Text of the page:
Egypt offered the Red Sea resort of Sharm al-Shaikh to replace the Tunisian capital in hosting the gathering.
Musa said on Thursday there was consensus within the 22-member organisation “to hold a summit under the presidency of Tunisia”.
Differences remained on the democratic reforms that erupted in the preparatory meetings of the cancelled summit, but he insisted these were no reason not to hold a rescheduled summit.
“There are differences on the extent of the reforms and the initiatives coming from outside,” Musa said, referring to Washington’s so-called “Greater Middle East Initiative” for political reforms.
“But only a summit can resolve these differences,” he added, criticising as “very dangerous” Tunisia’s decision to scrap the summit that to open on 29 March.
Musa is to travel to Tunis on Friday to try to find a compromise, as part of a trip that will also take him to Algiers and Rabat.
Tunisia cited the refusal of some Arab states to tackle the issue of democracy for its surprise decision to postpone the summit, a move that triggered dismay in Cairo and several Arab capitals.
In Tunis, four opposition parties issued a statement on Thursday disputing President Zain al-Abidin bin Ali pro-democracy claims.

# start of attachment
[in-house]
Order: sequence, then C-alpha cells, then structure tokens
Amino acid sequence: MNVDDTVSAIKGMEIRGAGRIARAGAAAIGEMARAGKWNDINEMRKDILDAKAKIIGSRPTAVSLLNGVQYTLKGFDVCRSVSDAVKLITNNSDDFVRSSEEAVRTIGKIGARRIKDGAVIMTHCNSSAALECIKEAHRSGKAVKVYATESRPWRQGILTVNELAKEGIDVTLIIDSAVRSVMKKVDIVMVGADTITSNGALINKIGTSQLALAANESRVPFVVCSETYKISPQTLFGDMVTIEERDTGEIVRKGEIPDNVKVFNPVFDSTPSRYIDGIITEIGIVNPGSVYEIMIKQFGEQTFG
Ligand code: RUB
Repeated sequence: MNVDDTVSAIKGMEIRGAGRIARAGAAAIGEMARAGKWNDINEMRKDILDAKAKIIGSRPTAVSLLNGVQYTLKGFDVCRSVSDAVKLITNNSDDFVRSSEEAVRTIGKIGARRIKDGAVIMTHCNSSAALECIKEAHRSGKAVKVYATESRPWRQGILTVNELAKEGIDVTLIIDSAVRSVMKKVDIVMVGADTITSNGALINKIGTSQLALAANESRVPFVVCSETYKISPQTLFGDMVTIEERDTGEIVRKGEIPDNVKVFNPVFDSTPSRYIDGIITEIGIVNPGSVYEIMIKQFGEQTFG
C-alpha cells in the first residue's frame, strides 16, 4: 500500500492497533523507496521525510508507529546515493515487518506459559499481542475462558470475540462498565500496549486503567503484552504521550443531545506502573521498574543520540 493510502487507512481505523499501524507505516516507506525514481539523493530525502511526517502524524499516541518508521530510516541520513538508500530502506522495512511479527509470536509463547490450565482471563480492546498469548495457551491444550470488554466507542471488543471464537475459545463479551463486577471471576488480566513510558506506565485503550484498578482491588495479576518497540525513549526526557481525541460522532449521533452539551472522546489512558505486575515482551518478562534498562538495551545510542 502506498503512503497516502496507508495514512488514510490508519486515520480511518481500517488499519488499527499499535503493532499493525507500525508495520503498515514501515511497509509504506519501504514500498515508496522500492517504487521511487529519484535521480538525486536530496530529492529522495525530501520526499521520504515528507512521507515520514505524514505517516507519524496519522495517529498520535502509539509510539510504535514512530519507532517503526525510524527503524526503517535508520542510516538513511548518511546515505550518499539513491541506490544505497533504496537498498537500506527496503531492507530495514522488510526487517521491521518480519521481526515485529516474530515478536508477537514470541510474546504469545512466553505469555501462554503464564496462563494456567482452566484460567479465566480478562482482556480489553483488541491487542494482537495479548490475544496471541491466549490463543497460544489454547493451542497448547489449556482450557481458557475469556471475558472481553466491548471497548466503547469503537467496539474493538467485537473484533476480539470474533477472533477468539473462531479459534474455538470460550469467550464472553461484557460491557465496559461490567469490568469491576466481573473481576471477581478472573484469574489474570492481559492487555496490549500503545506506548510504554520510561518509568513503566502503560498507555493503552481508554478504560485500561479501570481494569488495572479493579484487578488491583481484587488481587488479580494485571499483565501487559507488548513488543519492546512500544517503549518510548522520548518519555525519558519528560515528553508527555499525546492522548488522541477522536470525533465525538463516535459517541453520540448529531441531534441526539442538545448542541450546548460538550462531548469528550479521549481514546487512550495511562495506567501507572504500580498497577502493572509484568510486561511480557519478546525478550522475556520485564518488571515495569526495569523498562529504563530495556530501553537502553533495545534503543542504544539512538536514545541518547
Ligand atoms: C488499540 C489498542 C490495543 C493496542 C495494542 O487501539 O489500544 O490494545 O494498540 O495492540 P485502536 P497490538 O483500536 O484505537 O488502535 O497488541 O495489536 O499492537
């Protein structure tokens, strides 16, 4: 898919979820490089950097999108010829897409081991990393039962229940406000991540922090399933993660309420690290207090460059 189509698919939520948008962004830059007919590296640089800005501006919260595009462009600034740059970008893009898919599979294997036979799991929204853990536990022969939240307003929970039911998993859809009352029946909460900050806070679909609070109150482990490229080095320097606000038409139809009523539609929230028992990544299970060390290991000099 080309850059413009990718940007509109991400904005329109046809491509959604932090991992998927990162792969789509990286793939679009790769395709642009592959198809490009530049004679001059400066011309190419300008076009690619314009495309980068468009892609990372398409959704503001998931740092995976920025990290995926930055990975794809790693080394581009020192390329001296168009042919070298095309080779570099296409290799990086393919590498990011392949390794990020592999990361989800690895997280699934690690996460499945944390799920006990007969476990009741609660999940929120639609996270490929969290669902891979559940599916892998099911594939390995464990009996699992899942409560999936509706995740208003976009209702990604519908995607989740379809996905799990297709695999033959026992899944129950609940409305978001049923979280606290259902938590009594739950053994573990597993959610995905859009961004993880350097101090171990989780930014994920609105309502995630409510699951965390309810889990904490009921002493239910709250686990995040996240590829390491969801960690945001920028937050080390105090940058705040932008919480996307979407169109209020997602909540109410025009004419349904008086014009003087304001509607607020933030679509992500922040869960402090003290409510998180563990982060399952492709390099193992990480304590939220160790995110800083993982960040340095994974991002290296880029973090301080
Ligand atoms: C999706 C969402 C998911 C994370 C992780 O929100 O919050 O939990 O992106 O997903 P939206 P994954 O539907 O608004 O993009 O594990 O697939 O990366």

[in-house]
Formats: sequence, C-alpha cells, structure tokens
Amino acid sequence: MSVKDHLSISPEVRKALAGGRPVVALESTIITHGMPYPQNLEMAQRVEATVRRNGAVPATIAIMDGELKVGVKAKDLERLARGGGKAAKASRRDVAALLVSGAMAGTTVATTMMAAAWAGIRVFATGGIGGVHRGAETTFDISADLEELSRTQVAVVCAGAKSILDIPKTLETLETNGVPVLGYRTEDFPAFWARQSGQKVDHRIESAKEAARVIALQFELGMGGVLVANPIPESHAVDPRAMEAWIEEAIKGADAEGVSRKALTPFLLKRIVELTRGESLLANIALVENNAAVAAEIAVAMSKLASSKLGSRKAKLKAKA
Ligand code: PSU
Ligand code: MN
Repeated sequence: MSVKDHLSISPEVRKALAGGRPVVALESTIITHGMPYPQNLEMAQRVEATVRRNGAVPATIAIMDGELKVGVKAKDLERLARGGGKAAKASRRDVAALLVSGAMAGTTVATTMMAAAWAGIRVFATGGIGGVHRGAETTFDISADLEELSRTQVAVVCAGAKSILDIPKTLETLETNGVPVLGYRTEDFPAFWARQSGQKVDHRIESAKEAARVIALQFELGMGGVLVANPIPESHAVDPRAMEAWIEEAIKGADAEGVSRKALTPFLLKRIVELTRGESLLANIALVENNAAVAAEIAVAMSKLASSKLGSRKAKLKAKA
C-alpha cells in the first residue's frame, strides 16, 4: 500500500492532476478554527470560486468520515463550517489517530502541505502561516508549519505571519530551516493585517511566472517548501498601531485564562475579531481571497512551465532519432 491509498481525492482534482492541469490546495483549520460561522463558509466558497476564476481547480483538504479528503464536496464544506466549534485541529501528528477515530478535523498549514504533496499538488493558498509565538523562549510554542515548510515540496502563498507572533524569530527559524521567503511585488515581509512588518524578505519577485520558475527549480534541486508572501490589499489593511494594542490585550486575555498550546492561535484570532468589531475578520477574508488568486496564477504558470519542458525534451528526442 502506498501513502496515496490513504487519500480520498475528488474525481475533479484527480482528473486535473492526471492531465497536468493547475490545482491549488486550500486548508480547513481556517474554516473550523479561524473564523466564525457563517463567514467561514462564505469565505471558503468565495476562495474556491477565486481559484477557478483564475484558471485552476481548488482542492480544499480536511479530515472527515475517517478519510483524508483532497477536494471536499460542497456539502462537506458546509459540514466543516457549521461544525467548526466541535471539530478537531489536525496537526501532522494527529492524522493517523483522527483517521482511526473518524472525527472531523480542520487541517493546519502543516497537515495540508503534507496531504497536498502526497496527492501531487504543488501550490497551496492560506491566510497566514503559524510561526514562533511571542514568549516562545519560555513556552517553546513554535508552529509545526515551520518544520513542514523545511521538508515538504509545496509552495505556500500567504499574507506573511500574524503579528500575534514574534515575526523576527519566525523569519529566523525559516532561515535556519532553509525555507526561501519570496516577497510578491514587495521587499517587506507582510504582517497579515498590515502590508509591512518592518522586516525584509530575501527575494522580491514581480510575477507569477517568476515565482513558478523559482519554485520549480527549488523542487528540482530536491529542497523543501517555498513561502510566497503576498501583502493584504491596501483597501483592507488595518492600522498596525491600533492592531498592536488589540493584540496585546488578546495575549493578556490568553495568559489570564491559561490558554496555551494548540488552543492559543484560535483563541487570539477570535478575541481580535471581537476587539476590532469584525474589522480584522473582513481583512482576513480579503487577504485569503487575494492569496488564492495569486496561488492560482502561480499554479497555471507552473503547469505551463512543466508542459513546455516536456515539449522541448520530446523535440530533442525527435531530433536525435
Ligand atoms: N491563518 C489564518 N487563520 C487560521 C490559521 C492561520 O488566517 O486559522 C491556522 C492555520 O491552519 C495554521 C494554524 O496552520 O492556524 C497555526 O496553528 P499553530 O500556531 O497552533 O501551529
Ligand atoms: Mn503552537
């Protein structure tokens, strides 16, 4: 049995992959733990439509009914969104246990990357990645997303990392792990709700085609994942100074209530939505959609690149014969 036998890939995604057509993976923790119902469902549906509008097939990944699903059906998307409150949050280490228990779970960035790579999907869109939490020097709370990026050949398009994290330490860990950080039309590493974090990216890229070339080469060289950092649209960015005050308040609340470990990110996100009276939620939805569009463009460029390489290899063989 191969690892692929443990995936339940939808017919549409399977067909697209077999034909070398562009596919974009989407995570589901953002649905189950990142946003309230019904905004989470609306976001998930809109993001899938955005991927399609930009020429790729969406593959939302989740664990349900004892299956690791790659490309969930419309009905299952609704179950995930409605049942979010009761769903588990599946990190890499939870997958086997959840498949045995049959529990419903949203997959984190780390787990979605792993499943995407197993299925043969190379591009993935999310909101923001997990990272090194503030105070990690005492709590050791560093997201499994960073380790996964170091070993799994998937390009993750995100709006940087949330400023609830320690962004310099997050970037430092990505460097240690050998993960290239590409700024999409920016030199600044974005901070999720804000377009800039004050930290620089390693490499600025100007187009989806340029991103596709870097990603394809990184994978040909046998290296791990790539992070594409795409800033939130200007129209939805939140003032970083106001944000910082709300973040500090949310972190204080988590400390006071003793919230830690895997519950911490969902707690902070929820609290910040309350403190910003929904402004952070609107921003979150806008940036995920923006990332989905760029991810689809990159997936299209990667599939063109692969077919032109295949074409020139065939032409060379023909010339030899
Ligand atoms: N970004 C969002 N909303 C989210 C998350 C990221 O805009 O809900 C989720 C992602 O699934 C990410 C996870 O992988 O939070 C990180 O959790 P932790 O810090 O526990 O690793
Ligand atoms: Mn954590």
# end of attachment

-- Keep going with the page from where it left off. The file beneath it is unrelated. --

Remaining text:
Amr Musa (C) left Tunis in a hurry
“The reasons cited for the postponement of the summit are in total contradiction with the state of freedoms and rights in Tunisia,” said the groups, three of which are legal.
Egypt has lobbied Arab states to support Sharm al-Shaikh as the venue.
Egyptian President Husni Mubarak consulted on Wednesday with the de facto ruler of Saudi Arabia, Crown Prince Abd Allah bin Abd Al-Aziz, as well as with King Hamad of Bahrain and King Abd Allah II of Jordan.
But Mubarak’s meetings with his Syrian and Sudanese counterparts, planned for Thursday, were postponed because of a “change in the schedules of the three presidents,” said a senior Egyptian official.
Other dates will be arranged for the visit of Syria’s Bashar al-Asad and Sudan’s Umar al-Bashir, he added.
According to Egyptian officials, 10 of the 22 Arab League members have so far said they favour having the summit in Sharm al-Shaikh.
They were said to be Egypt, Saudi Arabia, Syria, Bahrain, Kuwait, Jordan, Yemen, the Palestinians, the United Arab Emirates and Iraq.
The Egyptian government daily al-Ahram said on Wednesday the rescheduled summit would be held in Egypt in early May, although Tunisia continues to insist on its right to host it.
The collapse of the summit in Tunis has also prompted widespread popular criticism that Arab leaders had failed to meet the challenge of standing up to Israel after the assassination last week of Hamas spiritual leader and founder Shaikh Ahmad Yasin.